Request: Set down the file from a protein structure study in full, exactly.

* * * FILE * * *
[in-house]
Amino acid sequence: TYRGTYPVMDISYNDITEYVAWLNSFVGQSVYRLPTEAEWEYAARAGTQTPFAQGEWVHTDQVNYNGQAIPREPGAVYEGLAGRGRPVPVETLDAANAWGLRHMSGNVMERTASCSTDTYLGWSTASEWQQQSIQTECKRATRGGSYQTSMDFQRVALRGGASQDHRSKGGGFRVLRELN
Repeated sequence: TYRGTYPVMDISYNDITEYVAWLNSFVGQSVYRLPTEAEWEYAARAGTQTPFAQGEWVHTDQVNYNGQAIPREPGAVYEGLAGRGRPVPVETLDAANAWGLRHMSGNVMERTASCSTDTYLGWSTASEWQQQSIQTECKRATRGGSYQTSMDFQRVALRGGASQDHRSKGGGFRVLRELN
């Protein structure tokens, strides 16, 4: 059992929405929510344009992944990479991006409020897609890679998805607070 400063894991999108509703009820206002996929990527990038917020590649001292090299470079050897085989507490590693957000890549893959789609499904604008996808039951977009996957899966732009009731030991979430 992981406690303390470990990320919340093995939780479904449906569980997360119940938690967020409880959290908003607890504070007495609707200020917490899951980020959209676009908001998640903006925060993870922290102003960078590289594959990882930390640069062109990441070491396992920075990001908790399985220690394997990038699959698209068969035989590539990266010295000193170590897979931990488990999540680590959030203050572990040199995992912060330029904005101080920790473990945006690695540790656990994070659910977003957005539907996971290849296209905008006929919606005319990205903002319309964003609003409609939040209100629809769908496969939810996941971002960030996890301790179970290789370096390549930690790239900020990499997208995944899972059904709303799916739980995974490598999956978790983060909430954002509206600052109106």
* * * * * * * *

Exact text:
[in-house]
Amino acid sequence: TYRGTYPVMDISYNDITEYVAWLNSFVGQSVYRLPTEAEWEYAARAGTQTPFAQGEWVHTDQVNYNGQAIPREPGAVYEGLAGRGRPVPVETLDAANAWGLRHMSGNVMERTASCSTDTYLGWSTASEWQQQSIQTECKRATRGGSYQTSMDFQRVALRGGASQDHRSKGGGFRVLRELN
Repeated sequence: TYRGTYPVMDISYNDITEYVAWLNSFVGQSVYRLPTEAEWEYAARAGTQTPFAQGEWVHTDQVNYNGQAIPREPGAVYEGLAGRGRPVPVETLDAANAWGLRHMSGNVMERTASCSTDTYLGWSTASEWQQQSIQTECKRATRGGSYQTSMDFQRVALRGGASQDHRSKGGGFRVLRELN
């Protein structure tokens, strides 16, 4: 059992929405929510344009992944990479991006409020897609890679998805607070 400063894991999108509703009820206002996929990527990038917020590649001292090299470079050897085989507490590693957000890549893959789609499904604008996808039951977009996957899966732009009731030991979430 992981406690303390470990990320919340093995939780479904449906569980997360119940938690967020409880959290908003607890504070007495609707200020917490899951980020959209676009908001998640903006925060993870922290102003960078590289594959990882930390640069062109990441070491396992920075990001908790399985220690394997990038699959698209068969035989590539990266010295000193170590897979931990488990999540680590959030203050572990040199995992912060330029904005101080920790473990945006690695540790656990994070659910977003957005539907996971290849296209905008006929919606005319990205903002319309964003609003409609939040209100629809769908496969939810996941971002960030996890301790179970290789370096390549930690790239900020990499997208995944899972059904709303799916739980995974490598999956978790983060909430954002509206600052109106």